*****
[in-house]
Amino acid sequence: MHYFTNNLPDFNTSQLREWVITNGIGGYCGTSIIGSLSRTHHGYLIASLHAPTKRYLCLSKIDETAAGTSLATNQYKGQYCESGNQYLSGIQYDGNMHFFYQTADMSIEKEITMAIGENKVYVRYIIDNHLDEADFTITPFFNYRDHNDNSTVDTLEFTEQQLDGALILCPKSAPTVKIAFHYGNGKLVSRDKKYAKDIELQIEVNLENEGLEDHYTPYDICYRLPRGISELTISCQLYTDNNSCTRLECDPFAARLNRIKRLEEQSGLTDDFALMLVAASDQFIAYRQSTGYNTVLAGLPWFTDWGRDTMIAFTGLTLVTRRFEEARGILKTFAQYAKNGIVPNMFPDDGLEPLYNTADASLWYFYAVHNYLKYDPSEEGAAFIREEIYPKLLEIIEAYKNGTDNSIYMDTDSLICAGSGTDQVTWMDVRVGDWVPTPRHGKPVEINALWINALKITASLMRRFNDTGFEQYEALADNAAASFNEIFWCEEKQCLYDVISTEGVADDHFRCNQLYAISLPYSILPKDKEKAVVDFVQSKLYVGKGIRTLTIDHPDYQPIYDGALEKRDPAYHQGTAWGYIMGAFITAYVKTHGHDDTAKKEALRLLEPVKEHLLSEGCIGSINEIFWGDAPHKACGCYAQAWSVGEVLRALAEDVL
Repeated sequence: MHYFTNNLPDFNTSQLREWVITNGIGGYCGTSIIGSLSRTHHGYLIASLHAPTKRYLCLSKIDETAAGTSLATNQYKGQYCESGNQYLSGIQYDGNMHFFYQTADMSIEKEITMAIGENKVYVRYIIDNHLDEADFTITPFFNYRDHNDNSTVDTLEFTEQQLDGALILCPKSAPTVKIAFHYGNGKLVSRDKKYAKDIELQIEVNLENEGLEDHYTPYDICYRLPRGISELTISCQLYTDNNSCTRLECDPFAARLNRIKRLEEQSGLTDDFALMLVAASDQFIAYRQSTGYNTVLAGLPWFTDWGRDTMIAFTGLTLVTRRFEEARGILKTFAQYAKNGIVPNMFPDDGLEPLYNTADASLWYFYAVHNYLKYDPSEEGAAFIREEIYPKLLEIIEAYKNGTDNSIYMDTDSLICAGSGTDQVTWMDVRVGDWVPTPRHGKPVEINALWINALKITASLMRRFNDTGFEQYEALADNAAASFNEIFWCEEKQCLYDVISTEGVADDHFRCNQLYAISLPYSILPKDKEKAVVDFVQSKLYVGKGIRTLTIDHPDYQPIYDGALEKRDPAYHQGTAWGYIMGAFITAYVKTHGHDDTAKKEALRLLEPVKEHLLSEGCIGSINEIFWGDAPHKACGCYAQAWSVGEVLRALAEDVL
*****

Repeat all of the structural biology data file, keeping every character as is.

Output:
[in-house]
Amino acid sequence: MHYFTNNLPDFNTSQLREWVITNGIGGYCGTSIIGSLSRTHHGYLIASLHAPTKRYLCLSKIDETAAGTSLATNQYKGQYCESGNQYLSGIQYDGNMHFFYQTADMSIEKEITMAIGENKVYVRYIIDNHLDEADFTITPFFNYRDHNDNSTVDTLEFTEQQLDGALILCPKSAPTVKIAFHYGNGKLVSRDKKYAKDIELQIEVNLENEGLEDHYTPYDICYRLPRGISELTISCQLYTDNNSCTRLECDPFAARLNRIKRLEEQSGLTDDFALMLVAASDQFIAYRQSTGYNTVLAGLPWFTDWGRDTMIAFTGLTLVTRRFEEARGILKTFAQYAKNGIVPNMFPDDGLEPLYNTADASLWYFYAVHNYLKYDPSEEGAAFIREEIYPKLLEIIEAYKNGTDNSIYMDTDSLICAGSGTDQVTWMDVRVGDWVPTPRHGKPVEINALWINALKITASLMRRFNDTGFEQYEALADNAAASFNEIFWCEEKQCLYDVISTEGVADDHFRCNQLYAISLPYSILPKDKEKAVVDFVQSKLYVGKGIRTLTIDHPDYQPIYDGALEKRDPAYHQGTAWGYIMGAFITAYVKTHGHDDTAKKEALRLLEPVKEHLLSEGCIGSINEIFWGDAPHKACGCYAQAWSVGEVLRALAEDVL
Repeated sequence: MHYFTNNLPDFNTSQLREWVITNGIGGYCGTSIIGSLSRTHHGYLIASLHAPTKRYLCLSKIDETAAGTSLATNQYKGQYCESGNQYLSGIQYDGNMHFFYQTADMSIEKEITMAIGENKVYVRYIIDNHLDEADFTITPFFNYRDHNDNSTVDTLEFTEQQLDGALILCPKSAPTVKIAFHYGNGKLVSRDKKYAKDIELQIEVNLENEGLEDHYTPYDICYRLPRGISELTISCQLYTDNNSCTRLECDPFAARLNRIKRLEEQSGLTDDFALMLVAASDQFIAYRQSTGYNTVLAGLPWFTDWGRDTMIAFTGLTLVTRRFEEARGILKTFAQYAKNGIVPNMFPDDGLEPLYNTADASLWYFYAVHNYLKYDPSEEGAAFIREEIYPKLLEIIEAYKNGTDNSIYMDTDSLICAGSGTDQVTWMDVRVGDWVPTPRHGKPVEINALWINALKITASLMRRFNDTGFEQYEALADNAAASFNEIFWCEEKQCLYDVISTEGVADDHFRCNQLYAISLPYSILPKDKEKAVVDFVQSKLYVGKGIRTLTIDHPDYQPIYDGALEKRDPAYHQGTAWGYIMGAFITAYVKTHGHDDTAKKEALRLLEPVKEHLLSEGCIGSINEIFWGDAPHKACGCYAQAWSVGEVLRALAEDVL